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Every new command is wrapped in a tweet and posted to Twitter. Following the stream is a great way of staying abreast of the latest commands. For the more discerning, there are Twitter accounts for commands that get a minimum of 3 and 10 votes - that way only the great commands get tweeted.
Use your favourite RSS aggregator to stay in touch with the latest commands. There are feeds mirroring the 3 Twitter streams as well as for virtually every other subset (users, tags, functions,…):
Subscribe to the feed for:
Handy when you need to create a list of files to be updated when subversion is not available on the remote host. You can take this tar file, and upload and extract it where you need it. Replace M and N with the revisions specific to yours. Make sure you do this from an updated (svn up) working directory.
This one would be much faster, as it's only one executed command.
awk can clear the screen while displaying output. This is a handy way of seeing how many lines a tail -f has hit or see how many files find has found. On solaris, you may have to use 'nawk' and your machine needs 'tput'
Simple but useful little command to unzip all files in a directory.
Save the script as: sort_file
Usage: sort_file < sort_me.csv > out_file.csv
This script was originally posted by Admiral Beotch in LinuxQuestions.org on the Linux-Software forum.
I modified this script to make it more portable.
- for .xsession use -
Advantages of running a urxvt daemon include faster creation time for terminal windows and a lot of saved memory.
You can start new terminals as childs of urxvtd by typing urxvtc. Another advantage is, that background jobs are always owned by the urxvtd and will survive as long the daemon is running.
This command will output 1 if the given argument is a valid ip address and 0 if it is not.
Files containing ascii art (e.g. with .nfo extension) are typically not correctly reproduced at the command line when using cat. With iconv one can easily write a wrapper to solve this:
if [ -z "$@" ]; then echo "Usage: $(basename $0) file [file] ..."
else iconv -f437 -tutf8 "$@"; fi
Beeps on mouse's every move. Bear in mind that, at least on Ubuntu, /dev/input/mice can be read only by root.
I rarely use the system menu to start applications. I use keyboard shortcuts instead. Keyboard shortcuts are convenient time savers. To configure the shortcuts I use gconf-editor or CompizConfig Settings Manager (if I have Compiz turned on). Lately I've been using Chromium as my browser. Since Chromium is under heavy development it occasionally becomes unusable and I have to switch back to Firefox. I was hard-coding the browser command in my keyboard shortcuts. This became problematic with frequent browser hopping. I now use the xdg-open command when defining my keyboard shortcuts. xdg-open opens a file or URL in the user's preferred application. In the metacity keybinging_commands I have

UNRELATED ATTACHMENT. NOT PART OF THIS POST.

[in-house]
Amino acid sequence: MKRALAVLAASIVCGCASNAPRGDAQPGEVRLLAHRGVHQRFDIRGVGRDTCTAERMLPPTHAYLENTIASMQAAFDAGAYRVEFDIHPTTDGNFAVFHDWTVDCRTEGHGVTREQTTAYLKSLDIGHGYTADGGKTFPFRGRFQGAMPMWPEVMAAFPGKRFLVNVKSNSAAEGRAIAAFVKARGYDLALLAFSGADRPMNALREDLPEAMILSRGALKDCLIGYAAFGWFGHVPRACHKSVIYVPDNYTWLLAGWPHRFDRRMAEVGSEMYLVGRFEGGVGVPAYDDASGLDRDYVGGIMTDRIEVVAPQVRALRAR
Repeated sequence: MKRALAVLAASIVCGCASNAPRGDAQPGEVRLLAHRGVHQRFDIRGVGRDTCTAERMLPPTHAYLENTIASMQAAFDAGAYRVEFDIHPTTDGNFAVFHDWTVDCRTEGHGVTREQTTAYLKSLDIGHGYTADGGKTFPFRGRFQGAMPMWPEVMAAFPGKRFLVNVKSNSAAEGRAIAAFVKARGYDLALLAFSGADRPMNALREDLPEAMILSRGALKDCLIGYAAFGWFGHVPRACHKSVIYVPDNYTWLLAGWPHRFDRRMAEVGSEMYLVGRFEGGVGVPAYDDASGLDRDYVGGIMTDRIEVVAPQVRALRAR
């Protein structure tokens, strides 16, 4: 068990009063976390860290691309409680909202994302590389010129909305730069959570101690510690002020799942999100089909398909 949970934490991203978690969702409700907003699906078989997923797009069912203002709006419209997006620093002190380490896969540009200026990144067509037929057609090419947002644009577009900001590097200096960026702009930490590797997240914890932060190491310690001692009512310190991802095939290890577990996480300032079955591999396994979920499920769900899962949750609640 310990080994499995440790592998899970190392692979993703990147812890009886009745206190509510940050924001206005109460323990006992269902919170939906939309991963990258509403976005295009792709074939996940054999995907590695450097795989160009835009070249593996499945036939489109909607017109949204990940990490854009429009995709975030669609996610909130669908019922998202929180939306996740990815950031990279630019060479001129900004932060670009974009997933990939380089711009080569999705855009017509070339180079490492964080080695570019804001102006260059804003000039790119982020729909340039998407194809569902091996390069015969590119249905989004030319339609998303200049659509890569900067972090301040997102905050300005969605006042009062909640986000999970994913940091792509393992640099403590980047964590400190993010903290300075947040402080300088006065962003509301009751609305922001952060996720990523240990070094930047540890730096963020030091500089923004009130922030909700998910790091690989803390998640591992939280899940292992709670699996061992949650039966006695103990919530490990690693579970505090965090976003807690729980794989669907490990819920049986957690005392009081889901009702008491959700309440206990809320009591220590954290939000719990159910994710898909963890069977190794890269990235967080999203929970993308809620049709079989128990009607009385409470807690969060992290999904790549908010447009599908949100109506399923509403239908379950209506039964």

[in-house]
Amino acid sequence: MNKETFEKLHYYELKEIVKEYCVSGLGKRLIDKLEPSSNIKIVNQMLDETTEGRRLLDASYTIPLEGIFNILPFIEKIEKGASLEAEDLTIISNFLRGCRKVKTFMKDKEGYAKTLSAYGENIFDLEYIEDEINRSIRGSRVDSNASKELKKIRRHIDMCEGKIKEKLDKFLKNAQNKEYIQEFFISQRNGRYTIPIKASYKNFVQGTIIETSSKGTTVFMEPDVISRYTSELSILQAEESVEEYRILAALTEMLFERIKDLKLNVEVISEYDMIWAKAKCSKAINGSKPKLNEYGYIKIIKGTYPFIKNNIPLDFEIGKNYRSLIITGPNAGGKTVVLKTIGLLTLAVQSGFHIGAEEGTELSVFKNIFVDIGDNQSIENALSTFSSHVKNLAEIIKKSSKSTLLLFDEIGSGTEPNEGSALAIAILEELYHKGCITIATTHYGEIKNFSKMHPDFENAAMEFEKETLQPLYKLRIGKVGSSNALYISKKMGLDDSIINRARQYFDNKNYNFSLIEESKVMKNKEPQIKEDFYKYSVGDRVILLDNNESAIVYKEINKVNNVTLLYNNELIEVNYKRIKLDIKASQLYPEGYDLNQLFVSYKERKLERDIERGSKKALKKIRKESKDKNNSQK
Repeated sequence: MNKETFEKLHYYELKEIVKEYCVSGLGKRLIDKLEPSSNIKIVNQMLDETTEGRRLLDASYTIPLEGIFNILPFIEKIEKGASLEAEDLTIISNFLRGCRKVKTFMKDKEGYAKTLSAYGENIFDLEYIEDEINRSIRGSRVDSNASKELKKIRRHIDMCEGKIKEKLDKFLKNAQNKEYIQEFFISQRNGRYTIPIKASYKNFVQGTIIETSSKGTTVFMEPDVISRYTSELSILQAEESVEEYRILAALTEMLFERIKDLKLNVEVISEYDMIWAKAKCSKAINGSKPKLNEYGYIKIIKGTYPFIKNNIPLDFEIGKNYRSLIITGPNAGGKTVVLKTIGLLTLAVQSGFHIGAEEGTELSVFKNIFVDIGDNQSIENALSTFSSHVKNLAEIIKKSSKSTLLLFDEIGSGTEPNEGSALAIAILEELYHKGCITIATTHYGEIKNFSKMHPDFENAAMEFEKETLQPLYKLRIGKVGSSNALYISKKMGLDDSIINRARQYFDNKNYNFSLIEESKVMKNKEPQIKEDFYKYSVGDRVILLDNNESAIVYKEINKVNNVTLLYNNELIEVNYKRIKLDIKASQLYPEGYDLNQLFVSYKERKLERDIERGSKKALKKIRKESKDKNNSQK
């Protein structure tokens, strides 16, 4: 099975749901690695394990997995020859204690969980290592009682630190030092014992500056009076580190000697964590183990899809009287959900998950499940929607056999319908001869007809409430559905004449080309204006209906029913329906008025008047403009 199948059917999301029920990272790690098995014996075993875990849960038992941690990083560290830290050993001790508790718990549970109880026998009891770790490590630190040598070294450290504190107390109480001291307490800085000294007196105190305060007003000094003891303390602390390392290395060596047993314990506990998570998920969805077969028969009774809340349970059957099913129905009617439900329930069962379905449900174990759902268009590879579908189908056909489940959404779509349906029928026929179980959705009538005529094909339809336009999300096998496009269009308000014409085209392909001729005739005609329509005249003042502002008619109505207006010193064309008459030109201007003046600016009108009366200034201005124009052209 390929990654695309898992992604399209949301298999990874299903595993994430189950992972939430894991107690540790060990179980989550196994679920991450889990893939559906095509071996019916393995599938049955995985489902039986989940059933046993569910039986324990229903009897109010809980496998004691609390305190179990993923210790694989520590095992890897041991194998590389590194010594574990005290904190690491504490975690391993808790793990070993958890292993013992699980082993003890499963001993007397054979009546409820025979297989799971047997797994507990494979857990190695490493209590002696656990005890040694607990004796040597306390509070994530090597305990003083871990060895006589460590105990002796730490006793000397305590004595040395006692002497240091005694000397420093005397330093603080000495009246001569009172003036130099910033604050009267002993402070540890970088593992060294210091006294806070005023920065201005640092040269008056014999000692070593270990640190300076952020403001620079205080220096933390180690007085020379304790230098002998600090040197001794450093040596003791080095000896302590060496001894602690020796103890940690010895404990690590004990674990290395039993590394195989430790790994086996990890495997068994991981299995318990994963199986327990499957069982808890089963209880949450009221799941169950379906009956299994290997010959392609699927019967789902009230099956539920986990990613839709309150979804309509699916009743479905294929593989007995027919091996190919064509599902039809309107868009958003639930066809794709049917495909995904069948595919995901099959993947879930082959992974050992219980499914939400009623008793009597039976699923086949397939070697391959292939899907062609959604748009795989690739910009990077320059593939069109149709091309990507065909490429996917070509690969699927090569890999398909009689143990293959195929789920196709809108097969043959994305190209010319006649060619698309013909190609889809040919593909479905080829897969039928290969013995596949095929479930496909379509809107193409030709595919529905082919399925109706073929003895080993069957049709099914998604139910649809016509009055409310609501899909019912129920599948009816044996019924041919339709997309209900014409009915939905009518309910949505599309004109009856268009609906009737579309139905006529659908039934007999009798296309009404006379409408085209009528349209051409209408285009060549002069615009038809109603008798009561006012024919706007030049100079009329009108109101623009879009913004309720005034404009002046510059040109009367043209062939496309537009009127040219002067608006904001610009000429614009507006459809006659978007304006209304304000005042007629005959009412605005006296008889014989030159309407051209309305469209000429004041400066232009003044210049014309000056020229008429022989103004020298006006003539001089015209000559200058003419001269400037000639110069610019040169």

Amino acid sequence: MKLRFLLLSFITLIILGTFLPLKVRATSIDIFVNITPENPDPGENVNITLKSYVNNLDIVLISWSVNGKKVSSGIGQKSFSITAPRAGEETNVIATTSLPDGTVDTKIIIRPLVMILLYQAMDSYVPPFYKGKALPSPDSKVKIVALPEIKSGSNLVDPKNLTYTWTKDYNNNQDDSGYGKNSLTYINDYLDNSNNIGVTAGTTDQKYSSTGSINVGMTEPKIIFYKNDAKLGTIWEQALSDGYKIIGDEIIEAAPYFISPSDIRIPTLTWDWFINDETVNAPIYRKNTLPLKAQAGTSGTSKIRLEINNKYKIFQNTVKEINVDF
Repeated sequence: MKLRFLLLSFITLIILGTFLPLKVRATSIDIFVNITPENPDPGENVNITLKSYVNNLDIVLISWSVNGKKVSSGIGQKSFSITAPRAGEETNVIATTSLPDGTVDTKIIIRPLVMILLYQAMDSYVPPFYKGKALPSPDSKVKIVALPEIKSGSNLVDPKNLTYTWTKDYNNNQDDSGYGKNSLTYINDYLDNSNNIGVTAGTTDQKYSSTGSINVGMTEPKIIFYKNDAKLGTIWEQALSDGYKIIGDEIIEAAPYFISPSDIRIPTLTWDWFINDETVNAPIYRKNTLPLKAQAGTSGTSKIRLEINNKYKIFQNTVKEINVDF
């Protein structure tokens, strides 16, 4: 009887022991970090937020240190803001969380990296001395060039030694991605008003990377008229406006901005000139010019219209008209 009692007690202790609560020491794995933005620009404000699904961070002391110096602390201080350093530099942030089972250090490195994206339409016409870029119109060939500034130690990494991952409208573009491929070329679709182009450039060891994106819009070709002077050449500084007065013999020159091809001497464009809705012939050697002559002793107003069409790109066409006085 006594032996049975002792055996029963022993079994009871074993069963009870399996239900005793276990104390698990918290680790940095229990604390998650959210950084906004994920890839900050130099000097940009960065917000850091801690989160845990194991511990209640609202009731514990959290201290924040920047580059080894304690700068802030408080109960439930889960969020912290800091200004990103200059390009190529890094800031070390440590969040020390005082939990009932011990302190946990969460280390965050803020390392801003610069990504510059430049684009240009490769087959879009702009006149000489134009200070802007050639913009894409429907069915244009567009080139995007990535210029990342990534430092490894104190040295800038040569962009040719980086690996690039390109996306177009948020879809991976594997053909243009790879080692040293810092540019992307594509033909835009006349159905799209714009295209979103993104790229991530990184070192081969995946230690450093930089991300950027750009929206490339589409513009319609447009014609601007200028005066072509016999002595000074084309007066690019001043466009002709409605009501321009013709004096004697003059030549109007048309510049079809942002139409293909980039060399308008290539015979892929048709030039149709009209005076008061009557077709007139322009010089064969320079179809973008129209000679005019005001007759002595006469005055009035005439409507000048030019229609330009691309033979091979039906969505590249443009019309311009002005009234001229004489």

xdg-open http://gmail.com where I used to have
firefox http://gmail.com. Now when switching browsers I don't have to update each keyboard binding command I just change my default browser in Ubuntu by clicking through the menu: System / Preferences / Preferred Applications / Web Browser.
xdg-open is more convenient for this browser hopper.
Infinitely plays beeps with sinusoidally changing sound frequency. Ideal for alarm on an event.
I spent a bunch of time yesterday looking for the xsel package in Cygwin- turns out you can use the /dev/clipboard device to do the same thing.
If you just want to write or append some text to a file without having to run a text editor, run this command. After running the command, start typing away. To exit, type . on a line by itself.
Replacing the >> with a single > will let you overwrite your file.
print multiple increasing years using cal - calendar -. You can also try
seq Start Increment End
It's the same command as submitted, but first with a command to make all characters green. It's the only way it looked "matrix-like" on my gnome-terminal.
Another wall matrix :)
for i in $@; do
if [ "$1" != "$i" ]
echo /newInstall/gem install $1 -v=\"$i\"
/newInstall/gem install $1 -v="$i"
if [ "$?" != "0" ]
echo -e "\n\nGEM INSTALL ERROR: $1\n\n"
echo "$1" > gemInst.err
When you use a "for" construct, it cycles on every word. If you want to cycle on a line-by-line basis (and, well, you can't use xargs -n1 :D), you can set the IFS variable to .